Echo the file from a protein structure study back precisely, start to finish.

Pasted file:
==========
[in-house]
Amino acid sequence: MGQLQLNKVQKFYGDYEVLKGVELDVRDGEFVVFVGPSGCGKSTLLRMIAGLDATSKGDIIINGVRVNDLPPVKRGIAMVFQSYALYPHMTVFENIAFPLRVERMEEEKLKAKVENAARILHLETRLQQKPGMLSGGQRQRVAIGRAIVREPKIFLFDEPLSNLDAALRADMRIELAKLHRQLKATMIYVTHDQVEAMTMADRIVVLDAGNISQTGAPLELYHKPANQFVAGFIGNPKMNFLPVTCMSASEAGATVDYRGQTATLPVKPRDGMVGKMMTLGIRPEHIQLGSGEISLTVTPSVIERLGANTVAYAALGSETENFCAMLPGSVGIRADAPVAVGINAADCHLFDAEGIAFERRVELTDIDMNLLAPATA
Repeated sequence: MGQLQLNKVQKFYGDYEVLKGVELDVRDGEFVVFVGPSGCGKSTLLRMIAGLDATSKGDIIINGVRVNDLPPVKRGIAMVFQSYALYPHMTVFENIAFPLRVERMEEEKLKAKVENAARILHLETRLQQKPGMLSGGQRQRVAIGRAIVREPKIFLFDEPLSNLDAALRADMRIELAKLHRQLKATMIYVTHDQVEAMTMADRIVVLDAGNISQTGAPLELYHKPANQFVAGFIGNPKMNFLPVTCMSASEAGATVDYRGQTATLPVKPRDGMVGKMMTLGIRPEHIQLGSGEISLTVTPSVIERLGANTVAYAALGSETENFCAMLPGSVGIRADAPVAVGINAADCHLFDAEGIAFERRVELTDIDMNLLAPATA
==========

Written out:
[in-house]
Amino acid sequence: MGQLQLNKVQKFYGDYEVLKGVELDVRDGEFVVFVGPSGCGKSTLLRMIAGLDATSKGDIIINGVRVNDLPPVKRGIAMVFQSYALYPHMTVFENIAFPLRVERMEEEKLKAKVENAARILHLETRLQQKPGMLSGGQRQRVAIGRAIVREPKIFLFDEPLSNLDAALRADMRIELAKLHRQLKATMIYVTHDQVEAMTMADRIVVLDAGNISQTGAPLELYHKPANQFVAGFIGNPKMNFLPVTCMSASEAGATVDYRGQTATLPVKPRDGMVGKMMTLGIRPEHIQLGSGEISLTVTPSVIERLGANTVAYAALGSETENFCAMLPGSVGIRADAPVAVGINAADCHLFDAEGIAFERRVELTDIDMNLLAPATA
Repeated sequence: MGQLQLNKVQKFYGDYEVLKGVELDVRDGEFVVFVGPSGCGKSTLLRMIAGLDATSKGDIIINGVRVNDLPPVKRGIAMVFQSYALYPHMTVFENIAFPLRVERMEEEKLKAKVENAARILHLETRLQQKPGMLSGGQRQRVAIGRAIVREPKIFLFDEPLSNLDAALRADMRIELAKLHRQLKATMIYVTHDQVEAMTMADRIVVLDAGNISQTGAPLELYHKPANQFVAGFIGNPKMNFLPVTCMSASEAGATVDYRGQTATLPVKPRDGMVGKMMTLGIRPEHIQLGSGEISLTVTPSVIERLGANTVAYAALGSETENFCAMLPGSVGIRADAPVAVGINAADCHLFDAEGIAFERRVELTDIDMNLLAPATA